Public Art Around The World

More Than Just The Plaque

Home / Public Art in Australia / Public Art in Melbourne CBD / Cardinal Aloysius Stepinac bust

Cardinal Aloysius Stepinac bust

Cardinal Aloysius Stepinac

Public Art: Cardinal Aloysius Stepinac bust

Also known as: Blessed Aloysius Stepinac or Cardinal Alojzije Stepinac memorial

Sculptor: © Mladen Mikulin

Description: A bronze bust of Cardinal Aloysius Stepinac  (8th May 1898 –10 February 1960) who was a Croatian Catholic cardinal and Archbishop of Zagreb from 1937 to 1960.

Date Unveiled: The bust of Cardinal Aloysius Stepinac was formally unveiled on Saturday 10 February 2001.

Funded by: The bust was gifted to the Cathedral by the Victorian Croatian community as a reminder of the heroism and faithfulness he showed during World War II.

Location: St Patrick’s Cathedral, corner of Gisborne Street & Cathedral Place, East Melbourne, Victoria, Australia.


Cardinal Alojzije Stepinac

Archbishop of Zagreb

Saint and Martyr

Things You May Not Know About Aloysius Viktor Stepinac:

Just before his eighteenth birthday he was conscripted into the Austro-Hungarian Army and fought on the Italian Front during World War I. He was captured by the Italians and held a prisoner of war for 5 months. During World War I he was  awarded the Order of the Star of Karadorde, an award for heroism in the Kingdom of Yugoslavia.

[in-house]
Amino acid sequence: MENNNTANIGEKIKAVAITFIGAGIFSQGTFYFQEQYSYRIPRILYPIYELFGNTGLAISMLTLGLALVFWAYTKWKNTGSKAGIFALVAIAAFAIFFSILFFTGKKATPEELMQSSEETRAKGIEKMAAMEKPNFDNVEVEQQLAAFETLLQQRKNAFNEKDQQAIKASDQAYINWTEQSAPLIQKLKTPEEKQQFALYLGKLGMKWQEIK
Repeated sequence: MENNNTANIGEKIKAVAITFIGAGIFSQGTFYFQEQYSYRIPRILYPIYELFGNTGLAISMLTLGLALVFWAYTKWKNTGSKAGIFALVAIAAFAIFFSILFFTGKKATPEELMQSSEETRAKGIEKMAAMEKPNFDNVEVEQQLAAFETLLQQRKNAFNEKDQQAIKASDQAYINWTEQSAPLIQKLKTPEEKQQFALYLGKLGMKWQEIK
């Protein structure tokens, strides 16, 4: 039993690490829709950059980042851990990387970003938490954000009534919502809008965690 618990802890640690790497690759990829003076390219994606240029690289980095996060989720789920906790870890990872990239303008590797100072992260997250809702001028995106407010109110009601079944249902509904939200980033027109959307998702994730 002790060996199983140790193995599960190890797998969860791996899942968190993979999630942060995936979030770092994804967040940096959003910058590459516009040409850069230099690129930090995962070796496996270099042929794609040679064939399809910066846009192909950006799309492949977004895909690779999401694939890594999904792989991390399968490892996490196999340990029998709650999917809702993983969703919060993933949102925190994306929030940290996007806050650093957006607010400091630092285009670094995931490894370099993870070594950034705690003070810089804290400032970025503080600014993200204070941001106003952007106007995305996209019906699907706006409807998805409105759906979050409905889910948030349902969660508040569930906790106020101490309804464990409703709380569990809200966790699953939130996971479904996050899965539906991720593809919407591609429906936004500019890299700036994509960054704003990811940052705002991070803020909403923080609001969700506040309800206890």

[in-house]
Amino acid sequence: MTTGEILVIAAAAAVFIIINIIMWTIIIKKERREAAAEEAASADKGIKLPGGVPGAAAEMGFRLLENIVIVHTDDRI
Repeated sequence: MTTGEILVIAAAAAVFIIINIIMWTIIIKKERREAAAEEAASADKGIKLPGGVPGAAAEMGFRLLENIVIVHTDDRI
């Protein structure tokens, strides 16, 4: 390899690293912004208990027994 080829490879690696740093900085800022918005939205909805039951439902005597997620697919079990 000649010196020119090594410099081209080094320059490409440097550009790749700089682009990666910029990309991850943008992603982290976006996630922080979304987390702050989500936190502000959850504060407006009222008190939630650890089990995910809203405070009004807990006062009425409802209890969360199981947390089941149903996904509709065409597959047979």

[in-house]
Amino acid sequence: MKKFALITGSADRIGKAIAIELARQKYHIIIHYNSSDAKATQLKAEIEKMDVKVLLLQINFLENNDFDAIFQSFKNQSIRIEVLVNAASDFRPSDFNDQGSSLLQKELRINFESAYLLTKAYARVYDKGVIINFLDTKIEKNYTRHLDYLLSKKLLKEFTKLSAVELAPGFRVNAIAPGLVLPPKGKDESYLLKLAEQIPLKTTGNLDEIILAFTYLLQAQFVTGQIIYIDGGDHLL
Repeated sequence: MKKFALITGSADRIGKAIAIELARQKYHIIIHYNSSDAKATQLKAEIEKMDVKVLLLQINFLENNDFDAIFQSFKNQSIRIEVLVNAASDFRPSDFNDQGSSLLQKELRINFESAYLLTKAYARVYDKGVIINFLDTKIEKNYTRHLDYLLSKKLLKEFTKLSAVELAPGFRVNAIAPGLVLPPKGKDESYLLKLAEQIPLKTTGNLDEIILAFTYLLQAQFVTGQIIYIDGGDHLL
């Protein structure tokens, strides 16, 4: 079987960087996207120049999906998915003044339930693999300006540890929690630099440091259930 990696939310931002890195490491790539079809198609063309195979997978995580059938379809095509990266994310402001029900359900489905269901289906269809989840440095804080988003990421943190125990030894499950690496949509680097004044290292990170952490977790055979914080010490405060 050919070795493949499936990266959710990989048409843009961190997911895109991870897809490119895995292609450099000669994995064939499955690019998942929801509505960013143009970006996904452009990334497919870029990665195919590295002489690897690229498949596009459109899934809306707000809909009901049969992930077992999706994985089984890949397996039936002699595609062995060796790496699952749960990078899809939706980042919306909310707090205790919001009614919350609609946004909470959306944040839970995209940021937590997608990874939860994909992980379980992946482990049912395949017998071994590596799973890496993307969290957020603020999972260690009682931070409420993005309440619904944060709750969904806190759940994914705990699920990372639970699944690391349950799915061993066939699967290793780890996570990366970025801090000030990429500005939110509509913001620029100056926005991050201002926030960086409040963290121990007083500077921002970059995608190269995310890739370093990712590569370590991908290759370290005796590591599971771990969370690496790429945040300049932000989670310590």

Stepinac was ordained in 1930 and the next year became a parish curate in Zagreb and established the archdiocesan branch of Caritas. He became the Archbishop of Zagfreb in 1937 following the death of Archbishop Anton Bauer.

During World War II Yugoslavia was invaded by Nazi Germany and the country became the Independent State of Croatia and Stepinac became the Archbishop of the puppet state’s capital. Despite approving of the Independent State of Croatia he had nothing but contempt for the Nazis and their persecution of the Jews and Serbs.During this time he helped Jews and other to escape but continued to give communion to Ustase (Croatian Revolutionary Movement) leaders and made no public comments about their activities nor the atrocities they were inflicting. Stepinac advised his priests to admit Orthodox believers to the Catholic Church if their lives were in danger, but to give the conversion no validity, so allowing them to return to their faith when the coast was clear.

After the war Stepinac publicly condemned the new Yugoslav government and its behaviour during World War II. He was particularly scathing of the murders of non Catholics by Communist militants. His tirades led to him being found guilty of war crimes and collaboration with the fascist Ustase movement and sent to Lepoglava prison.

Thanks to the Vatican  and mounting pressure from foreign and domestic sources Stephinac was eventually released and  later appointed cardinal by Pope Pius XII in 1952. Stephinac served five years of his sixteen-year sentence for high treason in the Lepoglava prison. Any Catholic that was found to be on the jury during Stephinac’s trial were excommunicated by Pope Pius XII.

Aloysius Viktor Stepinac died on the 10th of February, 1960 from suspected poisoning by his communist captors.

On October 3rd, 1998, Pope John Paul II declared him a martyr and beatified him in Marija Bistrica near Zagreb.

Controversy: Despite the Vatican declaring Aloysius Viktor Stepinac a martyr and saint there are  many non-Catholics who have remained unconvinced about Stepinac’s martyrdom and about his saintly qualities in general. Stephinac was unsuccessfully recommended on two occasions by two individual Croatian Jews to be added to the list of the Righteous Among the Nations.

It is main inner container footer text